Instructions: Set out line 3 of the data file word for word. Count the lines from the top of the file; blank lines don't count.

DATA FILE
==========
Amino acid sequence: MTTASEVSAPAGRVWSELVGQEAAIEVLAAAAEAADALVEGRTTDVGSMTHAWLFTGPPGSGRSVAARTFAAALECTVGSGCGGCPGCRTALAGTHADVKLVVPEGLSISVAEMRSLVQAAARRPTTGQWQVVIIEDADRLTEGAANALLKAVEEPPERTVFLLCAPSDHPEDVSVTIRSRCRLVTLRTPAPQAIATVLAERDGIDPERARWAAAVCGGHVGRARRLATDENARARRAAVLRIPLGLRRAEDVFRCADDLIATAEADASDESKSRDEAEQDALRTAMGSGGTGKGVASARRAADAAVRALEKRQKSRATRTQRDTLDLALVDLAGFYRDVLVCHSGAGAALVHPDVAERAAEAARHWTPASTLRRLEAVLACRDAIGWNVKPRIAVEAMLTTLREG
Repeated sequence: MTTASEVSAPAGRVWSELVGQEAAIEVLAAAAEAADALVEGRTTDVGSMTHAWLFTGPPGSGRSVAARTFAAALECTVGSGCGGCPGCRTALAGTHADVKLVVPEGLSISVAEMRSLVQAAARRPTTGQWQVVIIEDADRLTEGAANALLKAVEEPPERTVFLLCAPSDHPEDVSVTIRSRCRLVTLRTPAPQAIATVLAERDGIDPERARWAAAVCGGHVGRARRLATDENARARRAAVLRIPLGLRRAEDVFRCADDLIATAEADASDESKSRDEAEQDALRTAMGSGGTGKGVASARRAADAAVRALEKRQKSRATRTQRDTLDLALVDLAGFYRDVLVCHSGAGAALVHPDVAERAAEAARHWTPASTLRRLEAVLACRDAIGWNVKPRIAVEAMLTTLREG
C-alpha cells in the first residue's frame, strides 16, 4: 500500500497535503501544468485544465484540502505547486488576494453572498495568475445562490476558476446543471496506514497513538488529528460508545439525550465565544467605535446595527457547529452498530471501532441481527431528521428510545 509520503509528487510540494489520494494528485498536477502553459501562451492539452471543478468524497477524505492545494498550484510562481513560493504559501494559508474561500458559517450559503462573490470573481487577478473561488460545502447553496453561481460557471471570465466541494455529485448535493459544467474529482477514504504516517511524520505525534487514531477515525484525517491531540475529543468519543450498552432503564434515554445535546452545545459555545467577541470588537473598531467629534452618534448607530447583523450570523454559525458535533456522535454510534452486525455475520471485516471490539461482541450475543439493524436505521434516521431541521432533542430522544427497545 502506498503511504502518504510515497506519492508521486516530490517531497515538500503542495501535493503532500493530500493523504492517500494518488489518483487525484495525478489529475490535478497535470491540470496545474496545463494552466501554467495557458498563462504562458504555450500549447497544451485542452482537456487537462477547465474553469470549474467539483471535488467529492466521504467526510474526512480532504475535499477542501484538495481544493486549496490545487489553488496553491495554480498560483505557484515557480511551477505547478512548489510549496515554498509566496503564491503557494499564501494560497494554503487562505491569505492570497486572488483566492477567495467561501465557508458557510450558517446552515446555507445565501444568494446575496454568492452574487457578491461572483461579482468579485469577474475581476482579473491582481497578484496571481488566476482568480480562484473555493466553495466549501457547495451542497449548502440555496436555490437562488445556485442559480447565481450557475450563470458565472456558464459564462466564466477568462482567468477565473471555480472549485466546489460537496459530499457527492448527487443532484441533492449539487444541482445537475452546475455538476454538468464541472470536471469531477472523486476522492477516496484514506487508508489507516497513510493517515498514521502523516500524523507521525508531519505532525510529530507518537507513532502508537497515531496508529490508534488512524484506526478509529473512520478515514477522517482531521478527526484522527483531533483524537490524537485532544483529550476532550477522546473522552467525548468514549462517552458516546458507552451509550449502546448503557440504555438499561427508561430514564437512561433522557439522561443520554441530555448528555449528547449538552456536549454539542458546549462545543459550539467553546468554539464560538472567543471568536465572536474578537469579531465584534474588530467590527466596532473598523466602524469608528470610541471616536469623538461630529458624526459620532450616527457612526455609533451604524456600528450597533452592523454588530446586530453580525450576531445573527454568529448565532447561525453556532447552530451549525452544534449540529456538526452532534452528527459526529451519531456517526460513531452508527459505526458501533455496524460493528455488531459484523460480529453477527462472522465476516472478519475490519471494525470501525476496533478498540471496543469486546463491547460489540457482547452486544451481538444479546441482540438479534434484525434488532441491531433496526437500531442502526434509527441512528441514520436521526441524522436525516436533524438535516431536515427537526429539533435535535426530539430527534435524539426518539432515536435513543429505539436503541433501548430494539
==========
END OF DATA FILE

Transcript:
C-alpha cells in the first residue's frame, strides 16, 4: 500500500497535503501544468485544465484540502505547486488576494453572498495568475445562490476558476446543471496506514497513538488529528460508545439525550465565544467605535446595527457547529452498530471501532441481527431528521428510545 509520503509528487510540494489520494494528485498536477502553459501562451492539452471543478468524497477524505492545494498550484510562481513560493504559501494559508474561500458559517450559503462573490470573481487577478473561488460545502447553496453561481460557471471570465466541494455529485448535493459544467474529482477514504504516517511524520505525534487514531477515525484525517491531540475529543468519543450498552432503564434515554445535546452545545459555545467577541470588537473598531467629534452618534448607530447583523450570523454559525458535533456522535454510534452486525455475520471485516471490539461482541450475543439493524436505521434516521431541521432533542430522544427497545 502506498503511504502518504510515497506519492508521486516530490517531497515538500503542495501535493503532500493530500493523504492517500494518488489518483487525484495525478489529475490535478497535470491540470496545474496545463494552466501554467495557458498563462504562458504555450500549447497544451485542452482537456487537462477547465474553469470549474467539483471535488467529492466521504467526510474526512480532504475535499477542501484538495481544493486549496490545487489553488496553491495554480498560483505557484515557480511551477505547478512548489510549496515554498509566496503564491503557494499564501494560497494554503487562505491569505492570497486572488483566492477567495467561501465557508458557510450558517446552515446555507445565501444568494446575496454568492452574487457578491461572483461579482468579485469577474475581476482579473491582481497578484496571481488566476482568480480562484473555493466553495466549501457547495451542497449548502440555496436555490437562488445556485442559480447565481450557475450563470458565472456558464459564462466564466477568462482567468477565473471555480472549485466546489460537496459530499457527492448527487443532484441533492449539487444541482445537475452546475455538476454538468464541472470536471469531477472523486476522492477516496484514506487508508489507516497513510493517515498514521502523516500524523507521525508531519505532525510529530507518537507513532502508537497515531496508529490508534488512524484506526478509529473512520478515514477522517482531521478527526484522527483531533483524537490524537485532544483529550476532550477522546473522552467525548468514549462517552458516546458507552451509550449502546448503557440504555438499561427508561430514564437512561433522557439522561443520554441530555448528555449528547449538552456536549454539542458546549462545543459550539467553546468554539464560538472567543471568536465572536474578537469579531465584534474588530467590527466596532473598523466602524469608528470610541471616536469623538461630529458624526459620532450616527457612526455609533451604524456600528450597533452592523454588530446586530453580525450576531445573527454568529448565532447561525453556532447552530451549525452544534449540529456538526452532534452528527459526529451519531456517526460513531452508527459505526458501533455496524460493528455488531459484523460480529453477527462472522465476516472478519475490519471494525470501525476496533478498540471496543469486546463491547460489540457482547452486544451481538444479546441482540438479534434484525434488532441491531433496526437500531442502526434509527441512528441514520436521526441524522436525516436533524438535516431536515427537526429539533435535535426530539430527534435524539426518539432515536435513543429505539436503541433501548430494539